Report: California Facing Major Shortage Of Behavioral Health Professionals
Tuesday, February 13, 2018
Credit: UC San Francisco
A new report from UC San Francisco's Healthforce Center finds if current trends continue, California will have 41 percent fewer psychiatrists than needed, and 11 percent fewer psychologists than needed by 2028.
The aging of California behavioral health workforce is a major factor.
The report reveals 37 percent of psychologists and 45 percent of psychiatrists in California are over the age of 60.
Janet Coffman, associate professor of health policy at UCSF and co-author of the report, said the state needs to make some investments to meet future demand.
“Even though most of us are working longer than ever before, when folks get into their 60s or their 70s, even if they don’t retire, they often reduce their work hours," Coffman said. "So, we’re really in California needing to think, how can we substitute for these folks?”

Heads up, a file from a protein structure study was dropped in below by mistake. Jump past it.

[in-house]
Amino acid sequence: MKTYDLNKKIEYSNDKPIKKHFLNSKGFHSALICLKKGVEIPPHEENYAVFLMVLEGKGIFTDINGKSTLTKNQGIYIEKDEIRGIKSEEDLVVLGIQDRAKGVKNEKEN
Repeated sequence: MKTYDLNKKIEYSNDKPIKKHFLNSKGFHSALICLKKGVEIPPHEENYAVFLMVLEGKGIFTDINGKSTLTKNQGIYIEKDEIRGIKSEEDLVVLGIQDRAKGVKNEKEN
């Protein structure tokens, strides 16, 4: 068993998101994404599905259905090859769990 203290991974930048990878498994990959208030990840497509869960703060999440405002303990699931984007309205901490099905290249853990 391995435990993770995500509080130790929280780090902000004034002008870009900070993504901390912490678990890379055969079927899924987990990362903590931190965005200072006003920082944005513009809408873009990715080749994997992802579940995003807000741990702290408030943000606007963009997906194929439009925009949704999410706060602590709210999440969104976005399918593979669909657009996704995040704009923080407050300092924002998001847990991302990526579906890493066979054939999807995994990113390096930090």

Coffman said one possible solution would be to adopt a team-based approach, where psychiatrists could operate as a coach and consultant to primary care doctors.
But Coffman believes one way or another, the state needs to increase training for psychiatrists.
In terms of the current state of affairs, the report finds the Inland Empire and the San Joaquin Valley have low per capita ratios of mental health professionals compared to other parts of the state.
In addition, the report also finds African-Americans and Latinos are underrepresented among psychologists and psychiatrists.
California needs to find a way to replace its aging behavioral health workforce, according to a new report from UCSF's Healthforce Center.
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